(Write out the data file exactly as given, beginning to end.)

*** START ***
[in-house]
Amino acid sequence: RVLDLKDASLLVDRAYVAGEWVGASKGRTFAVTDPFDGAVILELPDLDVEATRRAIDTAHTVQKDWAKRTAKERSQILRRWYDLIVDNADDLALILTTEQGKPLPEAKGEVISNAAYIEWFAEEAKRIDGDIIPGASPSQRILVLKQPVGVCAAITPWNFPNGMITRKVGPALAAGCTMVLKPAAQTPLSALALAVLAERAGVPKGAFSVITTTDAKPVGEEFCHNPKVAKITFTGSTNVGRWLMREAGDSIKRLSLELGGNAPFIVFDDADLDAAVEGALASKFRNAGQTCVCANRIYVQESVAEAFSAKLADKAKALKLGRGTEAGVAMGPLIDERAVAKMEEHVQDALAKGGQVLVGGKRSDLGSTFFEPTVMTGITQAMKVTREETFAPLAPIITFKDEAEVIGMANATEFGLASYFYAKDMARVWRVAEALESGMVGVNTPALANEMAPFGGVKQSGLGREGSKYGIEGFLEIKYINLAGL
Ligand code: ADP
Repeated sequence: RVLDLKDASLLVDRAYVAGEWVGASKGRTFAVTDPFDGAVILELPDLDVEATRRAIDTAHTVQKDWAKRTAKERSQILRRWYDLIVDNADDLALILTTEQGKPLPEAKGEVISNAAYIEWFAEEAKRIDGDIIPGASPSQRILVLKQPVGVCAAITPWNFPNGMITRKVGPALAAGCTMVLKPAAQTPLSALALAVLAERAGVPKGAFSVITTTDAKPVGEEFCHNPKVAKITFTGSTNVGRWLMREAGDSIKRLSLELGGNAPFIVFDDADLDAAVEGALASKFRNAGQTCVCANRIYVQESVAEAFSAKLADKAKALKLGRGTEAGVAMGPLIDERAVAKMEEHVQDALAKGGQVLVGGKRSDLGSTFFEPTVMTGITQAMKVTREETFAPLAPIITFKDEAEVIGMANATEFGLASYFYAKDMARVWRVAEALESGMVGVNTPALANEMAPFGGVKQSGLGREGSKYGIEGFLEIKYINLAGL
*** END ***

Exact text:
[in-house]
Amino acid sequence: RVLDLKDASLLVDRAYVAGEWVGASKGRTFAVTDPFDGAVILELPDLDVEATRRAIDTAHTVQKDWAKRTAKERSQILRRWYDLIVDNADDLALILTTEQGKPLPEAKGEVISNAAYIEWFAEEAKRIDGDIIPGASPSQRILVLKQPVGVCAAITPWNFPNGMITRKVGPALAAGCTMVLKPAAQTPLSALALAVLAERAGVPKGAFSVITTTDAKPVGEEFCHNPKVAKITFTGSTNVGRWLMREAGDSIKRLSLELGGNAPFIVFDDADLDAAVEGALASKFRNAGQTCVCANRIYVQESVAEAFSAKLADKAKALKLGRGTEAGVAMGPLIDERAVAKMEEHVQDALAKGGQVLVGGKRSDLGSTFFEPTVMTGITQAMKVTREETFAPLAPIITFKDEAEVIGMANATEFGLASYFYAKDMARVWRVAEALESGMVGVNTPALANEMAPFGGVKQSGLGREGSKYGIEGFLEIKYINLAGL
Ligand code: ADP
Repeated sequence: RVLDLKDASLLVDRAYVAGEWVGASKGRTFAVTDPFDGAVILELPDLDVEATRRAIDTAHTVQKDWAKRTAKERSQILRRWYDLIVDNADDLALILTTEQGKPLPEAKGEVISNAAYIEWFAEEAKRIDGDIIPGASPSQRILVLKQPVGVCAAITPWNFPNGMITRKVGPALAAGCTMVLKPAAQTPLSALALAVLAERAGVPKGAFSVITTTDAKPVGEEFCHNPKVAKITFTGSTNVGRWLMREAGDSIKRLSLELGGNAPFIVFDDADLDAAVEGALASKFRNAGQTCVCANRIYVQESVAEAFSAKLADKAKALKLGRGTEAGVAMGPLIDERAVAKMEEHVQDALAKGGQVLVGGKRSDLGSTFFEPTVMTGITQAMKVTREETFAPLAPIITFKDEAEVIGMANATEFGLASYFYAKDMARVWRVAEALESGMVGVNTPALANEMAPFGGVKQSGLGREGSKYGIEGFLEIKYINLAGL